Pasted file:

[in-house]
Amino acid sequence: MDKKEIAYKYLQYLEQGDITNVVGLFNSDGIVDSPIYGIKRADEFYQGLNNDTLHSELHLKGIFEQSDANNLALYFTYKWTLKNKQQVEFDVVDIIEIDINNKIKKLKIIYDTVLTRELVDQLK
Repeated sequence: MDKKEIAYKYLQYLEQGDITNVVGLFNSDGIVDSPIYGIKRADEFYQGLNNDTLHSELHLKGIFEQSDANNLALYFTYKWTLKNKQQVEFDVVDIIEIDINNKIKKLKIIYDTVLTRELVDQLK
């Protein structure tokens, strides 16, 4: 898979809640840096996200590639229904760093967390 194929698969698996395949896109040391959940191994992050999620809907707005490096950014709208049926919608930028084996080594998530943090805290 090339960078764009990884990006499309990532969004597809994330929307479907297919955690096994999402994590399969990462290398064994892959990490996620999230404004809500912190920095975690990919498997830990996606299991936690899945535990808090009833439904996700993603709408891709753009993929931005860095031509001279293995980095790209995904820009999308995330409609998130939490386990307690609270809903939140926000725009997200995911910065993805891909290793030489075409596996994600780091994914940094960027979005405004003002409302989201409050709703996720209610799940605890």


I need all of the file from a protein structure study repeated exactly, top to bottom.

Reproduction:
[in-house]
Amino acid sequence: MDKKEIAYKYLQYLEQGDITNVVGLFNSDGIVDSPIYGIKRADEFYQGLNNDTLHSELHLKGIFEQSDANNLALYFTYKWTLKNKQQVEFDVVDIIEIDINNKIKKLKIIYDTVLTRELVDQLK
Repeated sequence: MDKKEIAYKYLQYLEQGDITNVVGLFNSDGIVDSPIYGIKRADEFYQGLNNDTLHSELHLKGIFEQSDANNLALYFTYKWTLKNKQQVEFDVVDIIEIDINNKIKKLKIIYDTVLTRELVDQLK
């Protein structure tokens, strides 16, 4: 898979809640840096996200590639229904760093967390 194929698969698996395949896109040391959940191994992050999620809907707005490096950014709208049926919608930028084996080594998530943090805290 090339960078764009990884990006499309990532969004597809994330929307479907297919955690096994999402994590399969990462290398064994892959990490996620999230404004809500912190920095975690990919498997830990996606299991936690899945535990808090009833439904996700993603709408891709753009993929931005860095031509001279293995980095790209995904820009999308995330409609998130939490386990307690609270809903939140926000725009997200995911910065993805891909290793030489075409596996994600780091994914940094960027979005405004003002409302989201409050709703996720209610799940605890």